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Chapter 20: Carboxylic Acids and Nitriles
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Chapter 20: Carboxylic Acids and Nitriles

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    1. Chapter 20: Carboxylic Acids and Nitriles Based on McMurrys Organic Chemistry

    2. The Importance of Carboxylic Acids (RCO2H) Starting materials for acyl derivatives (esters, amides, and acid chlorides) Abundant in nature from oxidation of aldehydes and alcohols in metabolism Acetic acid, CH3CO2H, - vinegar Butanoic acid, CH3CH2CH2CO2H (rancid butter) Long-chain aliphatic acids from the breakdown of fats

    3. 20.1 Naming Carboxylic Acids and Nitriles Carboxylic Acids, RCO2H If derived from open-chain alkanes, replace the terminal -e of the alkane name with -oic acid The carboxyl carbon atom is C1

    4. Alternative Names Compounds with ?CO2H bonded to a ring are named using the suffix -carboxylic acid The CO2H carbon is not itself numbered in this system Use common names for formic acid (HCOOH) and acetic acid (CH3COOH) see Table 20.1

    6. Nitriles, RC?N Closely related to carboxylic acids named by adding -nitrile as a suffix to the alkane name, with the nitrile carbon numbered C1 Complex nitriles are named as derivatives of carboxylic acids. Replace -ic acid or -oic acid ending with -onitrile

    7. 20.2 Structure and Physical Properties of Carboxylic Acids Carboxylic acids form hydrogen bonds, existing as cyclic dimers held together by two hydrogen bonds Strong hydrogen bonding causes much higher boiling points than the corresponding alcohols

    8. The compound below is commonly called maleic acid. What would be its systematic name? 8 butenoic acid 1,4-butenedioic acid cis-1,4-dibutenoic acid cis-butenedioic acid (Z)-butenedioic acid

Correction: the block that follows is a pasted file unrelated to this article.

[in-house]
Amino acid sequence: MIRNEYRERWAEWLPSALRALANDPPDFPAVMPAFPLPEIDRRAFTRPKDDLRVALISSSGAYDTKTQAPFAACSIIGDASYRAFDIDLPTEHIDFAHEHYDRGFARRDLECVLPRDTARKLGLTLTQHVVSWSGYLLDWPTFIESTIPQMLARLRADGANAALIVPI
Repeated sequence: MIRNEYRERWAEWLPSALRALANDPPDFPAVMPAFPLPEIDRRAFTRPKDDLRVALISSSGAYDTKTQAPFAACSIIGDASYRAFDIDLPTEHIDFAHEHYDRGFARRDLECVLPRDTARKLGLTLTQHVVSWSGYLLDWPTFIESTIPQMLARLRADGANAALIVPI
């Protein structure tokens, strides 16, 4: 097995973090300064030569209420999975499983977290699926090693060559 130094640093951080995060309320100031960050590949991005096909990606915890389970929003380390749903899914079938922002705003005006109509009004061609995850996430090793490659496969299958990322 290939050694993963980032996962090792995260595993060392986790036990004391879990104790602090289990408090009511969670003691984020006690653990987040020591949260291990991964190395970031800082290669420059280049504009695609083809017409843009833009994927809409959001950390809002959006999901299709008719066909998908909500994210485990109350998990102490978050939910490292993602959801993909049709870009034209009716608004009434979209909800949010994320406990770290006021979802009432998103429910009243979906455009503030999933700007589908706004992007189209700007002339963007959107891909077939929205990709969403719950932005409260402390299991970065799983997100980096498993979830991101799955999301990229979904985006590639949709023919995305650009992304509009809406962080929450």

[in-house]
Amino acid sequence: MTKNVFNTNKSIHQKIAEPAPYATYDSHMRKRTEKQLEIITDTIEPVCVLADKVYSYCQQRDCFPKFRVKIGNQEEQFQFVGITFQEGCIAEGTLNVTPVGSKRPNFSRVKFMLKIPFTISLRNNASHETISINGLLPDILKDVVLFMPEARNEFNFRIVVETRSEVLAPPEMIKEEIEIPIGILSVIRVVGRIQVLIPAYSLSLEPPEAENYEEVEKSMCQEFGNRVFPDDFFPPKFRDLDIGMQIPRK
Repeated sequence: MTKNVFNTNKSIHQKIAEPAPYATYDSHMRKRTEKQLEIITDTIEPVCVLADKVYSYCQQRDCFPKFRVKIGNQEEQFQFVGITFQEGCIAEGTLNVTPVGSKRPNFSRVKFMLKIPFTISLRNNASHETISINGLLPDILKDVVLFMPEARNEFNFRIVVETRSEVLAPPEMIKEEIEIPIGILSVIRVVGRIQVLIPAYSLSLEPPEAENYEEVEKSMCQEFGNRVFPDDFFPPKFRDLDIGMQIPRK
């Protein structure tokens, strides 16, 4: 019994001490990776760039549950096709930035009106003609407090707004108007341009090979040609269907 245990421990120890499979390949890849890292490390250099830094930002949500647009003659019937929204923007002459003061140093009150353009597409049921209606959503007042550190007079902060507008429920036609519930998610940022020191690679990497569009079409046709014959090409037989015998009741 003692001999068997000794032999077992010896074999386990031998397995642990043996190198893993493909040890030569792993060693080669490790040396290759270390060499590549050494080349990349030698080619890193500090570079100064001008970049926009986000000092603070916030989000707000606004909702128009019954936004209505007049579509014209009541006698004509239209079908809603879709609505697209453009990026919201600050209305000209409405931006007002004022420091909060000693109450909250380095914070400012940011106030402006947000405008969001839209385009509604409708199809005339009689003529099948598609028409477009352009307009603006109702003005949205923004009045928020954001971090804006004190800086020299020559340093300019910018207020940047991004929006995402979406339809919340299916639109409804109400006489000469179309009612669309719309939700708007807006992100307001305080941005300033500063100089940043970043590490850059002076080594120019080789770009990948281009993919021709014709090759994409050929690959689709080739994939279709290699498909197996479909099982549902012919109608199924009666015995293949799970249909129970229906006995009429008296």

9. 20.3 Dissociation of Carboxylic Acids Carboxylic acids are proton donors toward weak and strong bases, producing metal carboxylate salts, RCO2? +M Carboxylic acids with more than six carbons are only slightly soluble in water, but their conjugate base salts are water-soluble

    10. Acidity Compared to Alcohols Carboxylic acids are better proton donors than are alcohols (The pKa of ethanol is ~16, compared to ~5 for acetic acid) In an alkoxide ion, the negative charge is localized on oxygen while in a carboxylate ion the negative charge is delocalized over two equivalent oxygen atoms, giving resonance stabilization

    12. 20.4 Substituent Effects on Acidity Electronegative substituents promote formation of the carboxylate ion

    13. Substituent Effects An electronegative group will drive the ionization equilibrium toward dissociation, increasing acidity An electron-donating group destabilizes the carboxylate anion and decreases acidity

    14. Examples of Inductive Effects on Acidity Fluoroacetic, chloroacetic, bromoacetic, and iodoacetic acids are stronger acids than acetic acid Multiple electronegative substituents have synergistic effects on acidity

    15. 20.5 Substituent Effects in Substituted Benzoic Acids

    16. 20.6 Preparation of Carboxylic Acids Oxidation of a substituted alkylbenzene with KMnO4 or Na2Cr2O7 gives a substituted benzoic acid (see Section 16.10) 1 and 2 alkyl groups can be oxidized, but tertiary groups are not

    17. From Alkenes Oxidative cleavage of an alkene with KMnO4 gives a carboxylic acid if the alkene has at least one vinylic hydrogen (see Section 7.8)